In a Dark, Dark Wood by Ruth Ware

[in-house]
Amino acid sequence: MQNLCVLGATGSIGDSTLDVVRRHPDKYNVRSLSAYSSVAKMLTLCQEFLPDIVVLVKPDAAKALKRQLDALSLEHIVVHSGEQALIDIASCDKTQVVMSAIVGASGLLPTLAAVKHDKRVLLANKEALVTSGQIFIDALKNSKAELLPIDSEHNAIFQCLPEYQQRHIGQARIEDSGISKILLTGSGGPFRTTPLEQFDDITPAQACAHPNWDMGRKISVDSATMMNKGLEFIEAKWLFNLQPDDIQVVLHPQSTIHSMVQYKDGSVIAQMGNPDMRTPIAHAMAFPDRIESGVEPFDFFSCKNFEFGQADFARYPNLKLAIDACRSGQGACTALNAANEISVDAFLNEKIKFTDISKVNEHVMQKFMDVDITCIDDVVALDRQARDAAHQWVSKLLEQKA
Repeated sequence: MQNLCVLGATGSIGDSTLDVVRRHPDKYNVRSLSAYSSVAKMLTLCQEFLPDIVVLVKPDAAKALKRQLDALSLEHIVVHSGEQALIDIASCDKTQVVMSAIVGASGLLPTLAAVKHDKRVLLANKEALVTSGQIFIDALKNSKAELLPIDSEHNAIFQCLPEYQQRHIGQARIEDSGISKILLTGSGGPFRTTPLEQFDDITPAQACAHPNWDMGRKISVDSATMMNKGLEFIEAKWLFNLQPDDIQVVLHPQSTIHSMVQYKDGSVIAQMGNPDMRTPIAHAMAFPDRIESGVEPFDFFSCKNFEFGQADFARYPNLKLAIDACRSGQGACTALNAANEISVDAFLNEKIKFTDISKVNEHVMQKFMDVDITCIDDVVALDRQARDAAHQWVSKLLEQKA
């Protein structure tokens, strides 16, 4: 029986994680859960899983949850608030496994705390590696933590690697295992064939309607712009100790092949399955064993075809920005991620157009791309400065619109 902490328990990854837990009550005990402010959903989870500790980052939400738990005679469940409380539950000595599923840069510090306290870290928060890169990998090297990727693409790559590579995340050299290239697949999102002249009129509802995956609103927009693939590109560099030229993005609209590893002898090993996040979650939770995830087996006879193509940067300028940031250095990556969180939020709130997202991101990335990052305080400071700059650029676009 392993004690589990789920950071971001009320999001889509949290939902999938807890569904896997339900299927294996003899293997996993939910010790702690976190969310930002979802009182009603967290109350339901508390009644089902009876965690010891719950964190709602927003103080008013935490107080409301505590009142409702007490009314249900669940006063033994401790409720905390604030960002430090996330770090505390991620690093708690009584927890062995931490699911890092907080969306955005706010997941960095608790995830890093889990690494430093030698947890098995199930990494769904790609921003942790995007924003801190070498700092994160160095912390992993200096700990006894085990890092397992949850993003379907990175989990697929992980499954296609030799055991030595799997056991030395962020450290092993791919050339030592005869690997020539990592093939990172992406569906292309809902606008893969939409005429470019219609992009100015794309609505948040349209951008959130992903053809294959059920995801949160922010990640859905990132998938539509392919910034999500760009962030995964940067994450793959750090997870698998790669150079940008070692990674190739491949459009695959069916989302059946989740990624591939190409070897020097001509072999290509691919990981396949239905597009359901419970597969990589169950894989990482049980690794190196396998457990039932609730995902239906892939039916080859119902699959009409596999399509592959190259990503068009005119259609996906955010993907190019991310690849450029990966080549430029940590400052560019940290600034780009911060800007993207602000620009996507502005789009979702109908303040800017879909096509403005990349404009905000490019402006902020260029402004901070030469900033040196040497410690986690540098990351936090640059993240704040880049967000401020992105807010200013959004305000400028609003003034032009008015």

First of all; one of the reasons I wanted to read this book was the clever title. We’ve all heard the old rhyme “In a dark, dark wood, there was a dark, dark house, and in that dark, dark house, etc.” The title alone sets up a creepy atmosphere. At the beginning of the book, we meet the main character, Leonora, a mostly reclusive crime fiction writer who normally only leaves her flat to go for a daily run. Out of the blue, Nora, receives an email from a girl she has never met named Flo inviting her to a hen do (bachelorette party for those not familiar with British terms) for Clare Cavendish. Nora hasn’t seen or heard from Clare for 10 years (since high school), and is hesitant to attend the hen. Nora and Clare’s mutual friend Nina makes a pact with Nora that they will both go together and leave early if they do not want to stay. There are clues that something major happened which caused Nora (who was actually known as Lee 10 years prior) and Clare to stop speaking and not speak to each other for the past 10 years. When Nora and Nina arrive at the hen to spend the weekend with Clare and three other complete strangers (Clare’s friends), strange things begin to happen. Mix in alcohol and secrets from Clare and Nora’s past, and the plot thickens and twists even more. This book is written so that the pace is quick, switching back and forth between present date with Nora in the hospital suffering from amnesia after a car accident, and the past weekend of the hen do. The setting of the hen adds to the suspenseful nature of the book. The party takes place in what is known as the Glass House. It’s a newly built, modernly furnished home which has glass walls all the way around so that it seems like its occupants are on display for those on the outside. But, the Glass House is in the middle of a heavily wooded, secluded area and there really shouldn’t be any people on the outside in, as it is bitter cold and snowing. So why are there footprints to the garage? I would put this book in a category with other titles such as Gone Girl, The Girl on the Train, and Luckiest Girl Alive. Readers are in for a few surprises as Nora starts to remember the details of the final day at the Glass House which caused her to be in the hospital under watch by the police. Also, the ending stopped abruptly, and not the way I thought it would. I would recommend this book for any fans of suspense and thrillers; it’s a great read.

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